The film meanders along in this way, lingering on scenes of beauty and peacefulness as the two young men begin their seduction against the backdrop of this natural splendor. The film is often light and funny, as the flirty, vivacious Madame Dufour instantly takes to her obvious counterpart, the predatory ladies' man Rodolphe, despite the latter's desire for the younger girl. Henriette is instead paired up with the sensitive, quiet, romantic Henri, and during a beautifully filmed boat trip, these two romances wind towards their inevitable conclusions. Henriette is especially attuned to nature, delighting in the details of life and vitality that she finds everywhere in the country. She admires a caterpillar and wonders at the richness of the tiny lives that scurry everywhere through the grass beneath her feet. Do these bugs also feel joy and sadness as people do, she wonders aloud; it is obvious that she is a girl who feels deeply and intensely, and it's hard to see what the oafish, oblivious Anatole, who virtually ignores her and wants only to go fishing, can have to offer her.

That's why, despite the film's rich humor and sensuous beauty, there's a strong undercurrent of sadness and despair running beneath its surface. Henri and Henriette spend a wonderful day on the river, as he rows her upstream towards a secluded spot where they sit together, listening to a nightingale's song, and inevitably wind up kissing amidst the reeds and tall grass. The sequence ends with a rainstorm that seems to portend the return of sadness after this brief respite of pleasure and holiday atmosphere. The wind begins to blow, shaking the trees and the reeds by the water, and the surface of the river ripples to life with tiny droplets of rain bouncing off the water, creating thousands of tiny pinprick splashes. Renoir's camera floats across the surface of the water, pulling back as though leaving this country idyll behind. This day of sunlight and celebration is over, the clouds have drifted in and the rain is falling. A title card announces that several years then pass, and that in the meantime Henriette has married Anatole.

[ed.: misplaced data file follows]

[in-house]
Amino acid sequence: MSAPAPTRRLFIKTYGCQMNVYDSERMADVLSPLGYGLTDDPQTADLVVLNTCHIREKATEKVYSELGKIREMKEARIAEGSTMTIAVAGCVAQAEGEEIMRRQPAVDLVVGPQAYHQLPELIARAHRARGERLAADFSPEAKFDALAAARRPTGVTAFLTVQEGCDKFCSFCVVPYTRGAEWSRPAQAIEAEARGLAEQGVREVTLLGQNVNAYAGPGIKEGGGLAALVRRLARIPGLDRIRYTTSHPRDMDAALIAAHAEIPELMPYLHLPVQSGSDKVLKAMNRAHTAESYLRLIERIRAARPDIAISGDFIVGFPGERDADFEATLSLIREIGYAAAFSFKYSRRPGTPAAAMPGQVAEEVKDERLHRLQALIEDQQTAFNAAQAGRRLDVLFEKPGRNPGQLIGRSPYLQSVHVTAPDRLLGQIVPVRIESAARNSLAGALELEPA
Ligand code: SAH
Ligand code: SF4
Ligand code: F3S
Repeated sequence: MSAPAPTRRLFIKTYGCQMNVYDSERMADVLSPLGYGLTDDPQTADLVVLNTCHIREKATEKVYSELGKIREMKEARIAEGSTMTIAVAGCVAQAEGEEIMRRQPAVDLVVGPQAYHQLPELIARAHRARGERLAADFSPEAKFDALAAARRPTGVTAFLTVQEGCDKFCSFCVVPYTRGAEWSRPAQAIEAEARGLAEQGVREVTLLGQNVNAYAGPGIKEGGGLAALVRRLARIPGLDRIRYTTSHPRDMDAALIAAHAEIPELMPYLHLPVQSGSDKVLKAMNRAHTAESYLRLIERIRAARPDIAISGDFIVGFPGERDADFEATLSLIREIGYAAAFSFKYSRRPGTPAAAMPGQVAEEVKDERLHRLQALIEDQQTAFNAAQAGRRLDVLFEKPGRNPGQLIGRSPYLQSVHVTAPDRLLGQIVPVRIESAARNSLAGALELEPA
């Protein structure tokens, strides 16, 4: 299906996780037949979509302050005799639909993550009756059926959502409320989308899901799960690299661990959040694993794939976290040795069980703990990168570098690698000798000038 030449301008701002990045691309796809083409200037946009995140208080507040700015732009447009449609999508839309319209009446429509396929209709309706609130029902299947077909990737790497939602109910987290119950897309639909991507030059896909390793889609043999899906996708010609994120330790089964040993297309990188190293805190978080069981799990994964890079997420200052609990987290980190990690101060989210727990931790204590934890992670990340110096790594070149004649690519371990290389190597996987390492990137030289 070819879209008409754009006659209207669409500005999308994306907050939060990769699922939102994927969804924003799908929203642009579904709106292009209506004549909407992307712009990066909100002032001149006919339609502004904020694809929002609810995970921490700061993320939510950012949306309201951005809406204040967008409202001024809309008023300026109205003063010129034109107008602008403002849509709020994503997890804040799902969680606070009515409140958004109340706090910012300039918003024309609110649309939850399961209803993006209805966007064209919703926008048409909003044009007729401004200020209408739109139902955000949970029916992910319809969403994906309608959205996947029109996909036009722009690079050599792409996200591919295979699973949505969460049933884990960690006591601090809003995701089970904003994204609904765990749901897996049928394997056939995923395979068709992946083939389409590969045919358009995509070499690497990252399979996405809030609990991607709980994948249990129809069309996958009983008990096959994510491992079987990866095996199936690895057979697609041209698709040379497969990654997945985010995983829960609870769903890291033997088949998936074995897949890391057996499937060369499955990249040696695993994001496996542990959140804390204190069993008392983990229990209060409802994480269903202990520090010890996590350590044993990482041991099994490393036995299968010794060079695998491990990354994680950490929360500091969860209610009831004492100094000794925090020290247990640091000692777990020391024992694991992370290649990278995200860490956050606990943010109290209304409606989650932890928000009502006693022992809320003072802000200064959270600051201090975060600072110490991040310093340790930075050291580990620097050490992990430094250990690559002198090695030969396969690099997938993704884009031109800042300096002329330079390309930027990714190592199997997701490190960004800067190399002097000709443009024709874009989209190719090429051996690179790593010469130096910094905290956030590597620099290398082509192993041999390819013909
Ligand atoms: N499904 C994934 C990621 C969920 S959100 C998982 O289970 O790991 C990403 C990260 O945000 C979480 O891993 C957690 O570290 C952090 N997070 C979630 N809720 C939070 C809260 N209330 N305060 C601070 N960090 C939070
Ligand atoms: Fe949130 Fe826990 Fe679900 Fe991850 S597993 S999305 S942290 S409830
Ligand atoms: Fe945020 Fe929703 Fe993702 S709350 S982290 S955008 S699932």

It's possible that this sudden leap forward indicates the part of the film left unfinished, but if so the omission is only to the benefit of the film's effect. The passing over of several years of undoubted boredom and marital complacency suggests just how much was washed away by that storm, and just how fleeting the pleasure of that riverside dalliance was. After the text fills in the intervening years, Renoir returns without pause to the country river where the earlier picnic had taken place, as though no time at all had passed. The place is as beautiful as ever, and Henri still drifts along the river on his boat, but his reunion with Henriette after these missing years has a very different tone, poignant and regretful, infused with longing for what once was and might have been. It's a moving, mournful ending, cut with an undercurrent of dark humor as Henri watches his onetime lover row away, Henriette at the oars while her useless husband languishes in the boat's prow. It's the opposite of the way in which Henri once rowed her to this secluded spot to seduce her, and as he watches her row away, partially obscured by the leafy foliage overhanging the river, this last little comic touch becomes almost unbearably sad. What a wonderful, rich, warm, intelligent movie!